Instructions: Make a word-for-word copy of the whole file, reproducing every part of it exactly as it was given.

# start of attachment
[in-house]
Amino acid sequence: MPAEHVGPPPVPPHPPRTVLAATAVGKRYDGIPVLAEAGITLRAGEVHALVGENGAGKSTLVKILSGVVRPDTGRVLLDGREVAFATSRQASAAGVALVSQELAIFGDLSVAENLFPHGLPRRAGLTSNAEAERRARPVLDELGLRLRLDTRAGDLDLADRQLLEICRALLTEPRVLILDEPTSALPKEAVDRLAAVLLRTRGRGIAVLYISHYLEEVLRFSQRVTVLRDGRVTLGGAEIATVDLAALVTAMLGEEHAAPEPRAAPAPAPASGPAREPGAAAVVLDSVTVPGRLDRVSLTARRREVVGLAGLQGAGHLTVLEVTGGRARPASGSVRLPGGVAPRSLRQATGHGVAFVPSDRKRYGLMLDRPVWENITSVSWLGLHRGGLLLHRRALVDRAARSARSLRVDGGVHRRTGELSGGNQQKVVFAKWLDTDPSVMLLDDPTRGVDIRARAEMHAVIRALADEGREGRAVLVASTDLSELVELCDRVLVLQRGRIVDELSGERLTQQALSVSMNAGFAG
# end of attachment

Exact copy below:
[in-house]
Amino acid sequence: MPAEHVGPPPVPPHPPRTVLAATAVGKRYDGIPVLAEAGITLRAGEVHALVGENGAGKSTLVKILSGVVRPDTGRVLLDGREVAFATSRQASAAGVALVSQELAIFGDLSVAENLFPHGLPRRAGLTSNAEAERRARPVLDELGLRLRLDTRAGDLDLADRQLLEICRALLTEPRVLILDEPTSALPKEAVDRLAAVLLRTRGRGIAVLYISHYLEEVLRFSQRVTVLRDGRVTLGGAEIATVDLAALVTAMLGEEHAAPEPRAAPAPAPASGPAREPGAAAVVLDSVTVPGRLDRVSLTARRREVVGLAGLQGAGHLTVLEVTGGRARPASGSVRLPGGVAPRSLRQATGHGVAFVPSDRKRYGLMLDRPVWENITSVSWLGLHRGGLLLHRRALVDRAARSARSLRVDGGVHRRTGELSGGNQQKVVFAKWLDTDPSVMLLDDPTRGVDIRARAEMHAVIRALADEGREGRAVLVASTDLSELVELCDRVLVLQRGRIVDELSGERLTQQALSVSMNAGFAG